It is true that winning our battle will require many repetitions of good ideas, done from many different perspectives, by many people. It is also true that those people will have to be ones who are doing it for selfish reasons, not out of duty. I think that we have many good, selfish reasons to do it. Becoming motivated shouldn’t be hard.

What Don has to say is excellent and has several important ideas. It is a good place to start. Other inspirations include the very effective activities by The Center for Industrial Progress, created and guided by Alex Epstein. I am sure there are others. (Suggestions?) We each need to learn what we can, practice, do it, think, analyze, and add to our knowledge.

It is too soon for much to happen, but the insights in Dr. Leonard Peikoff’s book, The DIM Hypothesis will also affect how our message will be delivered (as I have suggested earlier in this blog).

So if you are engaged in this battle, keep your eyes open and listen to what your fellow fighters are doing. Think about your approach. And closely consider the feedback and any other indications of the response your actions produce. Use your rational facilities. Apply method.

Tuesday, August 6, 2013

What To Do: For Yourself and Family

I hope that as a result of AR’s writing, listening to Yaron Brook, and happening across my comments a question will cross your mind, “What should I do?” There are actually two levels to this question, the personal and the public. By “public” I mean what is normally considered activism. But you rarely see people talk about what to do personally.

Part of my answer to the question of what to do for yourself is: Live your life. Work for happiness. Enjoy yourself. While a rational man never ignores the fact that he lives a life across decades, he is only alive in the present. Don’t forget to enjoy the values you can today, especially those you have achieved.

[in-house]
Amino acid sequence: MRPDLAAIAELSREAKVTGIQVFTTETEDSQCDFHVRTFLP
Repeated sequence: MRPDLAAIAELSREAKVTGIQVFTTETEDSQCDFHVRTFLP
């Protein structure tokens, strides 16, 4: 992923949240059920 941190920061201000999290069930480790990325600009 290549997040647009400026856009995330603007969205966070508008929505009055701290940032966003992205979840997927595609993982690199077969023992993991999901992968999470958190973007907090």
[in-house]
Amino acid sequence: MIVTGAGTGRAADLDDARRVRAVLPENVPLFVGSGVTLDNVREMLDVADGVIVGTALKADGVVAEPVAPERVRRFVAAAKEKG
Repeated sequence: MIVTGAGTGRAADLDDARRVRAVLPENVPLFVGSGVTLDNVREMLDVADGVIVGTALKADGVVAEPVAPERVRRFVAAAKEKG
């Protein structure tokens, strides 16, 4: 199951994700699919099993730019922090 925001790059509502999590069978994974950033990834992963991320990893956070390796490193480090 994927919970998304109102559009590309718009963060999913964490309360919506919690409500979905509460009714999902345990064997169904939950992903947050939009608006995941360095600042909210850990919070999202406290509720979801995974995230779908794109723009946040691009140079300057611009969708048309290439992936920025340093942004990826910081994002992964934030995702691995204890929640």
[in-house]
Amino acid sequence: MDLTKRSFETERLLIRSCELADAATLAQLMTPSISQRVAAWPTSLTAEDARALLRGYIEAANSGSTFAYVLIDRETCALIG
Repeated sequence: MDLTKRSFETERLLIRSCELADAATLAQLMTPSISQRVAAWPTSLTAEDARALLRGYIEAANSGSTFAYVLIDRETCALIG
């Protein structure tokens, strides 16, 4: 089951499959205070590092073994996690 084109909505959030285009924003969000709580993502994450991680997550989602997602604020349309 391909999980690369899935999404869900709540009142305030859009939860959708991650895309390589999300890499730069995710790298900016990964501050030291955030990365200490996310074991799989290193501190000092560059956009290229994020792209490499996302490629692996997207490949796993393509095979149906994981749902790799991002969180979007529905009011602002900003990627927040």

Then there is the consideration of what to do regarding forthcoming crises. One thing to consider is what will happen to the assets that you have, e.g., your home, your investments, etc. Are any loans subject to being called? How stable are the interest rates? How safe is your income? How liquid are your assets? And so on. Don’t put your head in the sand!

For more extreme situations, in a way there is less you can do.

You hear of people buying guns and canned food. Any of that might be of use in a situation that is brief, but afterwards, even if you are set for a couple years, what do you do then. What you would need is a long-term solution, which ultimately means being in a safe community.

One then tends to think of Galt’s Gulch. I do. Remember that it was a private estate and people came by invitation only. It was defended. The rest of the country, by contrast, collapsed.

The idea of Galt’s Gulch was that people who understood Galt’s message wanted to be together to the extent possible for enjoyment and safety.

Today, a few Objectivists get together on occasion, briefly. Many say they want to, but don’t. Few do business with each other. In a way, there is no community. I am aware of no efforts to seriously consider a way for us to survive a crises (it should be relatively secret). On our current road, we will suffer to the same extent as the rest of the population, even though we understand what is happening and know that it will end in disaster!

That doesn’t seem like the rational thing to do.

Monday, August 5, 2013

Perspective and Time-Frames

When I have read other claims of coming doom in the past I have always rejected them. They seemed to me to regard the economy much like a mechanical clock, with certain elements of the economy as having overwhelming power. Those claims that our economy was going to collapse within a certain time-frame never came true. Some of these claims were made by rank amateurs, but some weren’t. A certain historian has recently argued again for a coming collapse, and I have the same regard for him. The great economist Henry Hazlitt wrote in 1983 (The Inflation Crisis, and How to Resolve it) that the U.S. economy would drive itself into hyperinflation, but again, didn’t happen.

It is obviously possible to foresee limited crises in the near future as Ludwig von Mises did in the 1920s and famously Peter Schiff did preceding the recent financial crisis. But here I am talking about even a larger failure than the mortgage-backed securities mess.

So, why am I willing to now put myself out on this limb after I have shown such good sense before? Two reasons: The first is our current situation.

Remember the tech-stock bust of 2002? Do you realize that the next bust was about five years later, beginning in 2007? Remember that 2004 through 2006 were decent years. If the bottom was in 2008, then we are now five years in and there is not actually a recovery. We have rehired very few of the people who lost their job in the crash, and most of them are not in jobs with the same level of productivity. Businesses are profitable still because of cost cutting, and are doing little new investment. We are stagnating.